# Solve differential equation xy'+2y= -x^3+x, \ y(1)=2

Solve differential equation $$xy'+2y= -x^3+x, \ y(1)=2$$

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Divide both sides by x
$$y'+ \frac{2}{x}y= -x^2+1$$
This is first order linear differential equation of form
$$p(x)= \frac{2}{x}, \ q(x)= -x^2+1$$
Integrating factor is
$$=e^{\int p(x)dx}$$
$$=e^{\int \frac{2}{x}dx}$$
$$=e^{2 logx}$$
$$=e^{log x^2}$$
$$=x^2$$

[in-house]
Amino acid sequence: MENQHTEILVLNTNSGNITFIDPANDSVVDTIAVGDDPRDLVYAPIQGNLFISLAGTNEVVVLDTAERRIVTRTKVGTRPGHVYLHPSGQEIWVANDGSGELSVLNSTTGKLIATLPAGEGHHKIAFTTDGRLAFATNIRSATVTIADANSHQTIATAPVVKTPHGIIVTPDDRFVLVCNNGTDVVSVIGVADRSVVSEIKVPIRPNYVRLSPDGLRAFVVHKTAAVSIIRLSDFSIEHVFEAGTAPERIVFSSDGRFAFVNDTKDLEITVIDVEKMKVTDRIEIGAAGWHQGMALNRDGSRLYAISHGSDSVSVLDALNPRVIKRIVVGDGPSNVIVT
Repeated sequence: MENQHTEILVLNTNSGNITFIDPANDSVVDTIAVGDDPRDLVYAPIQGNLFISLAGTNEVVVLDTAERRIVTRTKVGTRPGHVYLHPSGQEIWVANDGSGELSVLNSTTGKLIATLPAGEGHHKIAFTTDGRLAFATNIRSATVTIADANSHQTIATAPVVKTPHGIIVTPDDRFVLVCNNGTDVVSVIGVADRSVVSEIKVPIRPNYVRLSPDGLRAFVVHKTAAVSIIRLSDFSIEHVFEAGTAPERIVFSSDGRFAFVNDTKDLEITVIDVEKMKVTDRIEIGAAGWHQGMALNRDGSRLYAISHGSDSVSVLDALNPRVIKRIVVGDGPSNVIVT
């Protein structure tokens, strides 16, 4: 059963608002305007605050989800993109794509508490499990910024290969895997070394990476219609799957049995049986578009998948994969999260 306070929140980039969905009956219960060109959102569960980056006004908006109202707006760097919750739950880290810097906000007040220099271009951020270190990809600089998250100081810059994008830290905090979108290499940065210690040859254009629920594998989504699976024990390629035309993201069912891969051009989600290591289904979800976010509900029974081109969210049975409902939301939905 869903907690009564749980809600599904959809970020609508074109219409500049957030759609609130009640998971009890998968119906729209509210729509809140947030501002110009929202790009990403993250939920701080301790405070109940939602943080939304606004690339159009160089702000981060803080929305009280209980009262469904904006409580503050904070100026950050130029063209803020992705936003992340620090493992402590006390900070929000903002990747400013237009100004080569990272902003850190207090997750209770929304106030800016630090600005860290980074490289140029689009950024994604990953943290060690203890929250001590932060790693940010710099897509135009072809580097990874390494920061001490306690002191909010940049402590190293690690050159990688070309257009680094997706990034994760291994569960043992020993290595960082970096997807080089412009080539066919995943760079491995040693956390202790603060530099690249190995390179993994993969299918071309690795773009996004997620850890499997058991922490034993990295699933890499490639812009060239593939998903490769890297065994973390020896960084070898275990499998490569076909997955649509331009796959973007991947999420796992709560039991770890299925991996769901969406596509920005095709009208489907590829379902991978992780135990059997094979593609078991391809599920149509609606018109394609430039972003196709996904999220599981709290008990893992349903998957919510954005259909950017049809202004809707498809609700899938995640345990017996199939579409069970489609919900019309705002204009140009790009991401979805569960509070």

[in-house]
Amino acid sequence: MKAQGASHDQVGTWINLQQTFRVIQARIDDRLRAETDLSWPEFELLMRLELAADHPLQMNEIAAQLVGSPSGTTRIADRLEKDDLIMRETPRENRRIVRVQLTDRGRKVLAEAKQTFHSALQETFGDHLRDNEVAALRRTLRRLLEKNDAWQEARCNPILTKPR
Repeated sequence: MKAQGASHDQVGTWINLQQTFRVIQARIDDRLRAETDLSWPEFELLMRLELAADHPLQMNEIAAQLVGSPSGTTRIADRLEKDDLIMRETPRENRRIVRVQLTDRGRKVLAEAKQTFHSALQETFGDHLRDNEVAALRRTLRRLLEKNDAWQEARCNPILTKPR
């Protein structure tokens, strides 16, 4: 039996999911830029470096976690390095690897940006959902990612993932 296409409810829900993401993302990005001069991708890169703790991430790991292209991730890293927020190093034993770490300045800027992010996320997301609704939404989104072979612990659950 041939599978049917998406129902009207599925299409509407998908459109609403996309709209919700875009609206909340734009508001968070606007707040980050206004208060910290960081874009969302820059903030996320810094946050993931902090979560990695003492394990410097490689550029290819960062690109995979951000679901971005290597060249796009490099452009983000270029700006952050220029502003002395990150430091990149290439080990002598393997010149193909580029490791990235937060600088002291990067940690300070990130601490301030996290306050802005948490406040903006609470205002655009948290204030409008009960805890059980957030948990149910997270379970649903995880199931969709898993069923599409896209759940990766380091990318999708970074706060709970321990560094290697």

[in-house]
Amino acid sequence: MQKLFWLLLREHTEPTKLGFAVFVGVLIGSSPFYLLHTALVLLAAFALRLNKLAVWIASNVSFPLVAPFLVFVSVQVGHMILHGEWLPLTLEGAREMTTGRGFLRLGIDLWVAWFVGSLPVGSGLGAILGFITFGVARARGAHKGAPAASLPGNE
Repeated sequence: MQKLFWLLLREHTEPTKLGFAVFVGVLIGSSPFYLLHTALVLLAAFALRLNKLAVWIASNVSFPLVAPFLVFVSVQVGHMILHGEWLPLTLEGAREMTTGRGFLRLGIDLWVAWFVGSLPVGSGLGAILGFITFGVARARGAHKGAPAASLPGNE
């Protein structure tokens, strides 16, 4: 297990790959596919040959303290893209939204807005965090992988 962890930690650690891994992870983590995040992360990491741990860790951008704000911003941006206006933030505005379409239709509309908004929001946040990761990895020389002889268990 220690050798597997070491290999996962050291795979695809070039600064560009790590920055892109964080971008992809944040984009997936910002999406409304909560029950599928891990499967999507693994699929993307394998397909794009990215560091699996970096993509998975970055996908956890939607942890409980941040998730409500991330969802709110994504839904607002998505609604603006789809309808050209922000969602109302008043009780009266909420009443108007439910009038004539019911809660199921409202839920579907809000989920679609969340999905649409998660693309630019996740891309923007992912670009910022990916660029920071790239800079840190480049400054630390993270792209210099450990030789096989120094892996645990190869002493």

equation is
$$y \cdot (I.F.)= \int (I.F.) q(x)dx+c$$
$$yx^2= \int x^2(-x+1)dx+c$$
$$yx^2=\int-x^4+x^2dx+c$$
$$x^2y= -\frac{x^5}{5}+\frac{x^3}{3}+c$$
$$y= -\frac{x^3}{5}+\frac{x}{3}+cx^{-2}$$
Given initial condition
$$y(1)=2$$
$$2= -\frac{1}{5}+\frac{1}{3}+\frac{c}{1}$$
$$2= \frac{-3+5}{15}+c$$
$$2= \frac{2}{15}+c$$
$$2- \frac{2}{15}=c$$
$$\frac{30-2}{15}=c$$
$$\frac{28}{15}=c$$
$$y= -\frac{x^3}{5}+\frac{x}{3}+\frac{28}{15x^2}$$